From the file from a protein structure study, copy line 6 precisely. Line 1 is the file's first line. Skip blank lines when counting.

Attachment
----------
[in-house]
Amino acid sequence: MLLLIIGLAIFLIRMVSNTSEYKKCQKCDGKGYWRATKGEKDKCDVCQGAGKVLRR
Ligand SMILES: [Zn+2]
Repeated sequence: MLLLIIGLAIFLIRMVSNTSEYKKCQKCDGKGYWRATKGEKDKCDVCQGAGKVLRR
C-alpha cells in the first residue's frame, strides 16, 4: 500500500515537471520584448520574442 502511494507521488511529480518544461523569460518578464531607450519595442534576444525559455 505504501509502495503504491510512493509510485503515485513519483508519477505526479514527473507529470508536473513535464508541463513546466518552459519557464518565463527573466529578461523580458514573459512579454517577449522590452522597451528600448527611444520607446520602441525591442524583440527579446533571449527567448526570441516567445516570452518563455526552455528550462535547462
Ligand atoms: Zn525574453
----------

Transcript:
Ligand atoms: Zn525574453